Teachers' Strike: Why Are Teachers Striking?

Millions of parents have been forced to take time off work or arrange emergency childcare today because of school closures caused by a teachers' strike.

Many sympathise with the action; others are irritated by the inconvenience – and many of us don't even know why the strike is taking place.

Here we explain the causes and aims of today's teachers' strike - the biggest walk-out since the coalition government came to power.

Who's taking part in the one-day strike?

Members of the National Union of Teachers (NUT) at state schools and sixth form colleges in England and Wales are joining council and health workers, firefighters and civil servants – more than a million in total - across England and Wales.

Why are NUT members striking?

Teachers have a beef with the Government over changes to pay, pensions and working conditions.

What's the problem with pay?

Pension contribution increases and pay restraint mean that, since the coalition Government came to power, teachers' will have seen a 15 per cent fall in the value of their take home pay, according to the NUT.

Despite two years of pay freezes and a 1 per cent cap in 2013, a 1 per cent pay rise is now being imposed for 2014.

The union also says the fact that the Government is ending the national pay structure will make it harder for teachers to progress in terms of salary. Instead, pay will be based on performance – or performance related pay (PRP) from September. Concerns include the difficulty in measuring quality teaching, and the potential difficulty the scheme could bring in recruiting new teachers to the profession.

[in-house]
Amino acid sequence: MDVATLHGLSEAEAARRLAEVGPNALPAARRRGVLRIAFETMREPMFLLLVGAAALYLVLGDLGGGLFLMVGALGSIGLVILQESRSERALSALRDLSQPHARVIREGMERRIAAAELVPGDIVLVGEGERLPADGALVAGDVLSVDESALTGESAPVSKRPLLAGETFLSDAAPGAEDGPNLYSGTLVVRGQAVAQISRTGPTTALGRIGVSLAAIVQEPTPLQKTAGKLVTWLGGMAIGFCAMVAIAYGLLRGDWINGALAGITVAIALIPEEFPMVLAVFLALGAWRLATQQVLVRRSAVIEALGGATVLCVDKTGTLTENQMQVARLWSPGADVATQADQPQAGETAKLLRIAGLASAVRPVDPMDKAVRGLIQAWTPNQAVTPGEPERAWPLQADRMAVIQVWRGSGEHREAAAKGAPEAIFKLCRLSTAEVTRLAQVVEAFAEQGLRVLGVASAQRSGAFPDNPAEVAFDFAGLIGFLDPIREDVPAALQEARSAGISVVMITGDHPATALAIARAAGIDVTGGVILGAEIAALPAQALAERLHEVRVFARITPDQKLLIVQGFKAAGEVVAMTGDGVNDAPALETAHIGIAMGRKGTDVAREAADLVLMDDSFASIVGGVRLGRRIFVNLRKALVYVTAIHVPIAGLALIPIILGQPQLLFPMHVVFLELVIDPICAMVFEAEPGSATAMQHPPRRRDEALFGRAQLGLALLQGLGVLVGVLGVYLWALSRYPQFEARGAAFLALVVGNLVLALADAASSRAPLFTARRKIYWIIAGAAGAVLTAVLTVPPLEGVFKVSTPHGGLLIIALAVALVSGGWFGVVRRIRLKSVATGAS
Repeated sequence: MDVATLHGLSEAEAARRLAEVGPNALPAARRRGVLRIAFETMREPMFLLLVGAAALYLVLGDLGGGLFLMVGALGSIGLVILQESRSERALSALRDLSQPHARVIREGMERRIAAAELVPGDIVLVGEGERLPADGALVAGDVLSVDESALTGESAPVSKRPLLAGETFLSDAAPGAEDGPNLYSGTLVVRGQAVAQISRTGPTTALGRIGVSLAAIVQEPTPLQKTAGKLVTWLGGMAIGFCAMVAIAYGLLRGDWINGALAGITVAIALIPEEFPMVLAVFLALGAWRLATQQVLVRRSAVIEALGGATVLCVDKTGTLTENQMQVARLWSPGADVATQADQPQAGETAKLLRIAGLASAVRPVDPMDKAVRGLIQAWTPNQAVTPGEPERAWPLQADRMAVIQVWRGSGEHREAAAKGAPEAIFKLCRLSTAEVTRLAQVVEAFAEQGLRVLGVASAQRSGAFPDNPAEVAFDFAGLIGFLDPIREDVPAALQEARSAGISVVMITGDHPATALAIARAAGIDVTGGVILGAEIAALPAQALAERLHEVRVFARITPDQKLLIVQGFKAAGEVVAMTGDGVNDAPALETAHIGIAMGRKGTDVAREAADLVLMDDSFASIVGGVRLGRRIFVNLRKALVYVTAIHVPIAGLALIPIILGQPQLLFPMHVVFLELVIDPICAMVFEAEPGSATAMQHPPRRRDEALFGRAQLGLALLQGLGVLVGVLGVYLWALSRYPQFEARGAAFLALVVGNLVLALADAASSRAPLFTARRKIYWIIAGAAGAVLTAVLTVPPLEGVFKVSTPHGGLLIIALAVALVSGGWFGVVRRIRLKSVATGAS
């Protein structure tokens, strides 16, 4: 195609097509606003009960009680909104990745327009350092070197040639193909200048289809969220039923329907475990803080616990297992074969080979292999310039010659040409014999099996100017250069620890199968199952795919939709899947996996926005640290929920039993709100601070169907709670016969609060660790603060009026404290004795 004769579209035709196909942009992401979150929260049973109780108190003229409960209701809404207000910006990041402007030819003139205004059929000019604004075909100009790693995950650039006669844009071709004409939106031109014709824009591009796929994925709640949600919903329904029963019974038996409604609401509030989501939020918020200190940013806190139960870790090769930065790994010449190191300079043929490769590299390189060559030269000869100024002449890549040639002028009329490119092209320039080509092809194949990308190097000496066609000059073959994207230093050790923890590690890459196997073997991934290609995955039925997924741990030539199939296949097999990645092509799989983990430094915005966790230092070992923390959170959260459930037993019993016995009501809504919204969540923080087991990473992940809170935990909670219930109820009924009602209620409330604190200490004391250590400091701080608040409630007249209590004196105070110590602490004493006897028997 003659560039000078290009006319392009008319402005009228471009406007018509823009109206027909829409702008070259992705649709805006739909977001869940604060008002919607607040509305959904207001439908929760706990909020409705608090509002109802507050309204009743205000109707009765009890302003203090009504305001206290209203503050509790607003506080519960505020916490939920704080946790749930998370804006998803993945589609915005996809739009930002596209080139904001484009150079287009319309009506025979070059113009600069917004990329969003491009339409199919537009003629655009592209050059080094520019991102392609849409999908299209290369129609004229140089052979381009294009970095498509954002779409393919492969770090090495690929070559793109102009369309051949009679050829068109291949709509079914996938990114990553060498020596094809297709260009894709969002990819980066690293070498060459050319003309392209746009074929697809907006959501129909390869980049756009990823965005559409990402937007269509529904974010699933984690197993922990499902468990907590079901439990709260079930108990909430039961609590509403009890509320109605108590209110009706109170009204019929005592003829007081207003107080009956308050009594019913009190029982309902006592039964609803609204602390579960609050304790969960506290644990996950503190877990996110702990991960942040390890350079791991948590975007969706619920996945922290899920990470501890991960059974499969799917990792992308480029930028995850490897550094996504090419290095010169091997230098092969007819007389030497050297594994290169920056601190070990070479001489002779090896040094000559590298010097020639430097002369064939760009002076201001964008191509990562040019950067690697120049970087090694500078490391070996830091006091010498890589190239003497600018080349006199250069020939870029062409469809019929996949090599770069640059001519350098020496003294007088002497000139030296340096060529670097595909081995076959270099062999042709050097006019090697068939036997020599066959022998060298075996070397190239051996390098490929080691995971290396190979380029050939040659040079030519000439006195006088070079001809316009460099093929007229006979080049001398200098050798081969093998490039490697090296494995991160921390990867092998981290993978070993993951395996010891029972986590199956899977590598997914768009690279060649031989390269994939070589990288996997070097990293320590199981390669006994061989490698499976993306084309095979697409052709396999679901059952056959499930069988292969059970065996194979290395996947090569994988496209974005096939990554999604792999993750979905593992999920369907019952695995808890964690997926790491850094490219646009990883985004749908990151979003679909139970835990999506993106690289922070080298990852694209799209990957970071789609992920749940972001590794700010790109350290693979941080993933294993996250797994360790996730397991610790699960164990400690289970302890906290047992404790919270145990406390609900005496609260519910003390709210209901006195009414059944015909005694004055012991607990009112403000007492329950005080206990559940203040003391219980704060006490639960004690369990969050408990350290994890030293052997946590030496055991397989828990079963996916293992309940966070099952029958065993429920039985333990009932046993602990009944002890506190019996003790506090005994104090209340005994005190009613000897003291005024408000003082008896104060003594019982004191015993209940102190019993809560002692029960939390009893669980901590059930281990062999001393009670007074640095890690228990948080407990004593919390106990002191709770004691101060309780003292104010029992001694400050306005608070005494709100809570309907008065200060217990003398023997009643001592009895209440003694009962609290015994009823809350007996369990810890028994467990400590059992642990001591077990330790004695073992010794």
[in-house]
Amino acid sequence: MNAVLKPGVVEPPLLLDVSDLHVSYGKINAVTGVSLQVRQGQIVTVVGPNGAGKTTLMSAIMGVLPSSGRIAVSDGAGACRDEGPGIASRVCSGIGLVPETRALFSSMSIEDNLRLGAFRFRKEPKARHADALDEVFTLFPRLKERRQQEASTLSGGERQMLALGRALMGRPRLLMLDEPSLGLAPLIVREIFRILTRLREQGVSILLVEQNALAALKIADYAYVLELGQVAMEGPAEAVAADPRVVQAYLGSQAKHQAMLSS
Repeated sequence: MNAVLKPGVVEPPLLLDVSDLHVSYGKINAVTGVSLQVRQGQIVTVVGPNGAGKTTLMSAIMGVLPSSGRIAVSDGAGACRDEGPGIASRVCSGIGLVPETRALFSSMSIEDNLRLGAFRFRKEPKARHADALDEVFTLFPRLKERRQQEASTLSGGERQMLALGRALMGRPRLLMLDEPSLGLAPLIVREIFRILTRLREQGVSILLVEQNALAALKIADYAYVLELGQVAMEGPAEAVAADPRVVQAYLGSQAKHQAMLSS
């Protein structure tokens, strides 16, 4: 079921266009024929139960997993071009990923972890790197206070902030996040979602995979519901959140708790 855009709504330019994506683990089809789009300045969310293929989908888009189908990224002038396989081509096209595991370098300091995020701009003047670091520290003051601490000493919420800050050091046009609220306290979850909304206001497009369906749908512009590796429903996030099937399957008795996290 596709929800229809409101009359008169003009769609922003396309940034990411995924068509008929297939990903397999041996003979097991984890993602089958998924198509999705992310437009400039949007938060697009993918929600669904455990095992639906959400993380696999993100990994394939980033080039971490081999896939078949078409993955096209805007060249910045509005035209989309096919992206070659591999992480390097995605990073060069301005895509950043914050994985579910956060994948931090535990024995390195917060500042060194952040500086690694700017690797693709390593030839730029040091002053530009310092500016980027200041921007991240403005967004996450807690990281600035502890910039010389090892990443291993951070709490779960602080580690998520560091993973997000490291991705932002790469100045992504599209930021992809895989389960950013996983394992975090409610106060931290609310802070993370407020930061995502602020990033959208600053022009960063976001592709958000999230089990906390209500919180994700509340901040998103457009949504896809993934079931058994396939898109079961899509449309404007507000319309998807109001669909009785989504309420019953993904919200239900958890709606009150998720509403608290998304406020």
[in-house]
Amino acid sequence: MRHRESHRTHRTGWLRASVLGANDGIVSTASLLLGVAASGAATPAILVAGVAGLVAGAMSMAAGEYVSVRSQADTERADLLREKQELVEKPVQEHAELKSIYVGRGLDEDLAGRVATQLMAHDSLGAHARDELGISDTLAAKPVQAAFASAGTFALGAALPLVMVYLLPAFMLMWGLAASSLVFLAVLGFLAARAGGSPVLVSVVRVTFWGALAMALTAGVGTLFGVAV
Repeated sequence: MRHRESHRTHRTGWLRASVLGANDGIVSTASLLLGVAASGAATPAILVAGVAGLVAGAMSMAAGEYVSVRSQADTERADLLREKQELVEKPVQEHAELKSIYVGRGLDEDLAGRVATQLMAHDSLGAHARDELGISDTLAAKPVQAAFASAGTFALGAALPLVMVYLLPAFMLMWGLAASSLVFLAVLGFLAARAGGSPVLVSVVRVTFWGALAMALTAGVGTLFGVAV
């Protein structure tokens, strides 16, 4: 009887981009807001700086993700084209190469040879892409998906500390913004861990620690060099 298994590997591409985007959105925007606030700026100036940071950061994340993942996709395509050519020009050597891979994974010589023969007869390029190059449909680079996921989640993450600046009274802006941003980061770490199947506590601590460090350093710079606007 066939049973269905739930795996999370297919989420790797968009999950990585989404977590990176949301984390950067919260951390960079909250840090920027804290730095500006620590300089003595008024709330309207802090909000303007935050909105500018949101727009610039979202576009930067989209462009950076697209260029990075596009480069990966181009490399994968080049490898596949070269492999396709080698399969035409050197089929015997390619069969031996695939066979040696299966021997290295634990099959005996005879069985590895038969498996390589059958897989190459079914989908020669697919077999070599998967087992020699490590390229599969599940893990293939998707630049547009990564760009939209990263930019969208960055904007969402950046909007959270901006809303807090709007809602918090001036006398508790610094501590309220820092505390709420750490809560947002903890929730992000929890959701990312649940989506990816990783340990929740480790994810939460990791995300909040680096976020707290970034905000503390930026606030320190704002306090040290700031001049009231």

And what about pensions?

According to the NUT, pensions are one of the 'central parts of the campaign'. Issues include, pension contribution increases and a retirement age of 68.

What is teachers' beef about their workload?

The NUT argues that the on 'bureaucratic requirements' have led many teachers to believe they're not given the opportunity to dedicate enough time to teaching pupils in the classroom -= and has led to them working for 60 hours a week.

One NUT member said: "I'm striking because pupils deserve our time to be spent on their learning, not on form filling and bureaucracy."

The union also wants the Government to reduce the number of Ofsted inspections in order to give teachers more time to focus on their lessons.

What do striking demonstrators hope to achieve?

In a nutshell: dialogue. The NUT wants to see a more productive dialogue between the government, claiming talks are currently 'about implementation' rather than the policies themselves.

The union explains on its website: "In countries with productive dialogue with teacher unions, such as Finland, positive results flow for children, education and teachers."

Christine Blower, general secretary of the NUT, said that Education Secretary Michael Gove's constant reforms to the curriculum and examinations system are causing 'unnecessary stress to teachers, pupils and parents'.

What's the Government's reaction to the strike?

The coalition is sticking to its policy of holding down public sector pay and of privatising services. Ministers have criticised teachers for disrupting children's education.

Prime Minister David Cameron has also pledged to bring forward suggested changes to employment law so a certain number of people have to take part in a ballot for industrial action to be lawful. Business leaders and leading Conservatives have been pressing for a threshold of 50 per cent.

Video: In their own words - teachers explain why they're striking today